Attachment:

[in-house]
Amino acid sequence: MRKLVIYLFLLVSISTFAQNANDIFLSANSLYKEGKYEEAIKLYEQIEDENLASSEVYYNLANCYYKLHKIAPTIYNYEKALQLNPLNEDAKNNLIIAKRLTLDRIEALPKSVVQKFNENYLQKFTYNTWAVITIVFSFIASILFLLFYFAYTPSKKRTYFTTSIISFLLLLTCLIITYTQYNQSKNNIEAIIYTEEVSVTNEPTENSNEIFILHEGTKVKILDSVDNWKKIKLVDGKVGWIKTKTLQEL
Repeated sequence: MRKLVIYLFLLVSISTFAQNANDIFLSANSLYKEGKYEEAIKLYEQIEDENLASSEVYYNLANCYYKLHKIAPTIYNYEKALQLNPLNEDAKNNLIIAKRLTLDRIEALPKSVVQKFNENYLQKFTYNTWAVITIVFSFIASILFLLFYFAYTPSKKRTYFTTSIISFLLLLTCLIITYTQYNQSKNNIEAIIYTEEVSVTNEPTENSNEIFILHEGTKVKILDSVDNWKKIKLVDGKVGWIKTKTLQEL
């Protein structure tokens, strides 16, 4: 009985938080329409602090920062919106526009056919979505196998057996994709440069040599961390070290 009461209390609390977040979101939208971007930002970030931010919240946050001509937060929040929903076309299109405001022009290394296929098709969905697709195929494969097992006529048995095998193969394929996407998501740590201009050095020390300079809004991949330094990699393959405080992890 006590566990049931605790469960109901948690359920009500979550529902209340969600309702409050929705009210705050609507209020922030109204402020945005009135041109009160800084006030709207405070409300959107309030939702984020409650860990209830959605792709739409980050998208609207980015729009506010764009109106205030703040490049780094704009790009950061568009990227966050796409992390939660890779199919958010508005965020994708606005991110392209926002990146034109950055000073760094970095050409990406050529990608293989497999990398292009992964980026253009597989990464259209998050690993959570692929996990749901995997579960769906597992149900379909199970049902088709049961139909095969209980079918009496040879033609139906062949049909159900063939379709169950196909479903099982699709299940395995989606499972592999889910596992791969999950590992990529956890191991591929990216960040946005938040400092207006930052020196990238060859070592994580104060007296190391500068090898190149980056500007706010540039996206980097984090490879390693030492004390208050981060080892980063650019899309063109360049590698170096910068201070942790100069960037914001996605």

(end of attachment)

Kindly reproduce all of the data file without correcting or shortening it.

[in-house]
Amino acid sequence: MRKLVIYLFLLVSISTFAQNANDIFLSANSLYKEGKYEEAIKLYEQIEDENLASSEVYYNLANCYYKLHKIAPTIYNYEKALQLNPLNEDAKNNLIIAKRLTLDRIEALPKSVVQKFNENYLQKFTYNTWAVITIVFSFIASILFLLFYFAYTPSKKRTYFTTSIISFLLLLTCLIITYTQYNQSKNNIEAIIYTEEVSVTNEPTENSNEIFILHEGTKVKILDSVDNWKKIKLVDGKVGWIKTKTLQEL
Repeated sequence: MRKLVIYLFLLVSISTFAQNANDIFLSANSLYKEGKYEEAIKLYEQIEDENLASSEVYYNLANCYYKLHKIAPTIYNYEKALQLNPLNEDAKNNLIIAKRLTLDRIEALPKSVVQKFNENYLQKFTYNTWAVITIVFSFIASILFLLFYFAYTPSKKRTYFTTSIISFLLLLTCLIITYTQYNQSKNNIEAIIYTEEVSVTNEPTENSNEIFILHEGTKVKILDSVDNWKKIKLVDGKVGWIKTKTLQEL
């Protein structure tokens, strides 16, 4: 009985938080329409602090920062919106526009056919979505196998057996994709440069040599961390070290 009461209390609390977040979101939208971007930002970030931010919240946050001509937060929040929903076309299109405001022009290394296929098709969905697709195929494969097992006529048995095998193969394929996407998501740590201009050095020390300079809004991949330094990699393959405080992890 006590566990049931605790469960109901948690359920009500979550529902209340969600309702409050929705009210705050609507209020922030109204402020945005009135041109009160800084006030709207405070409300959107309030939702984020409650860990209830959605792709739409980050998208609207980015729009506010764009109106205030703040490049780094704009790009950061568009990227966050796409992390939660890779199919958010508005965020994708606005991110392209926002990146034109950055000073760094970095050409990406050529990608293989497999990398292009992964980026253009597989990464259209998050690993959570692929996990749901995997579960769906597992149900379909199970049902088709049961139909095969209980079918009496040879033609139906062949049909159900063939379709169950196909479903099982699709299940395995989606499972592999889910596992791969999950590992990529956890191991591929990216960040946005938040400092207006930052020196990238060859070592994580104060007296190391500068090898190149980056500007706010540039996206980097984090490879390693030492004390208050981060080892980063650019899309063109360049590698170096910068201070942790100069960037914001996605």